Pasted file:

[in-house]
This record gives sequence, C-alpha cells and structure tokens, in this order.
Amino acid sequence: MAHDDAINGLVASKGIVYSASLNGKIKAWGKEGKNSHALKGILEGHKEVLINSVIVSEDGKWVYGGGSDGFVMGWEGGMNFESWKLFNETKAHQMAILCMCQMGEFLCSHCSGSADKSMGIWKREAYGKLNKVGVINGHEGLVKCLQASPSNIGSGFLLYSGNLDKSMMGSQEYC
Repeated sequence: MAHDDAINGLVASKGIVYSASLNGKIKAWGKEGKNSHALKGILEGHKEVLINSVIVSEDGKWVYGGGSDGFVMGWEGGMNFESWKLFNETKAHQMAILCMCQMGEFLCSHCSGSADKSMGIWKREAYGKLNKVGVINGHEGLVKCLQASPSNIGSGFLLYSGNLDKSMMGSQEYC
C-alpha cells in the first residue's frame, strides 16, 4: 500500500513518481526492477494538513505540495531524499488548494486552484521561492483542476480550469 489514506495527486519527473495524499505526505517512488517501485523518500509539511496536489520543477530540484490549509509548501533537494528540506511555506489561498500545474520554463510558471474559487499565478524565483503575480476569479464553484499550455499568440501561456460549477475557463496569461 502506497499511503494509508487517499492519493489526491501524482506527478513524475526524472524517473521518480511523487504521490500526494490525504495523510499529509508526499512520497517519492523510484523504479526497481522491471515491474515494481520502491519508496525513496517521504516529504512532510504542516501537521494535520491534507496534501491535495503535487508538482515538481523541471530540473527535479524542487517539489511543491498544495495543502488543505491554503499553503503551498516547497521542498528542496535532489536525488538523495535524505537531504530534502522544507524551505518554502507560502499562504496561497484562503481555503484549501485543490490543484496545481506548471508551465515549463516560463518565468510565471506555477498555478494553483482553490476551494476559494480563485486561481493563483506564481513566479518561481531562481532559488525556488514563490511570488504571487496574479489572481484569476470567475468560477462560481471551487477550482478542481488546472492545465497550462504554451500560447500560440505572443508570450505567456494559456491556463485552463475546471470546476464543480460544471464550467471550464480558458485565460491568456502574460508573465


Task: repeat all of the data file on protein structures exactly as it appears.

[in-house]
This record gives sequence, C-alpha cells and structure tokens, in this order.
Amino acid sequence: MAHDDAINGLVASKGIVYSASLNGKIKAWGKEGKNSHALKGILEGHKEVLINSVIVSEDGKWVYGGGSDGFVMGWEGGMNFESWKLFNETKAHQMAILCMCQMGEFLCSHCSGSADKSMGIWKREAYGKLNKVGVINGHEGLVKCLQASPSNIGSGFLLYSGNLDKSMMGSQEYC
Repeated sequence: MAHDDAINGLVASKGIVYSASLNGKIKAWGKEGKNSHALKGILEGHKEVLINSVIVSEDGKWVYGGGSDGFVMGWEGGMNFESWKLFNETKAHQMAILCMCQMGEFLCSHCSGSADKSMGIWKREAYGKLNKVGVINGHEGLVKCLQASPSNIGSGFLLYSGNLDKSMMGSQEYC
C-alpha cells in the first residue's frame, strides 16, 4: 500500500513518481526492477494538513505540495531524499488548494486552484521561492483542476480550469 489514506495527486519527473495524499505526505517512488517501485523518500509539511496536489520543477530540484490549509509548501533537494528540506511555506489561498500545474520554463510558471474559487499565478524565483503575480476569479464553484499550455499568440501561456460549477475557463496569461 502506497499511503494509508487517499492519493489526491501524482506527478513524475526524472524517473521518480511523487504521490500526494490525504495523510499529509508526499512520497517519492523510484523504479526497481522491471515491474515494481520502491519508496525513496517521504516529504512532510504542516501537521494535520491534507496534501491535495503535487508538482515538481523541471530540473527535479524542487517539489511543491498544495495543502488543505491554503499553503503551498516547497521542498528542496535532489536525488538523495535524505537531504530534502522544507524551505518554502507560502499562504496561497484562503481555503484549501485543490490543484496545481506548471508551465515549463516560463518565468510565471506555477498555478494553483482553490476551494476559494480563485486561481493563483506564481513566479518561481531562481532559488525556488514563490511570488504571487496574479489572481484569476470567475468560477462560481471551487477550482478542481488546472492545465497550462504554451500560447500560440505572443508570450505567456494559456491556463485552463475546471470546476464543480460544471464550467471550464480558458485565460491568456502574460508573465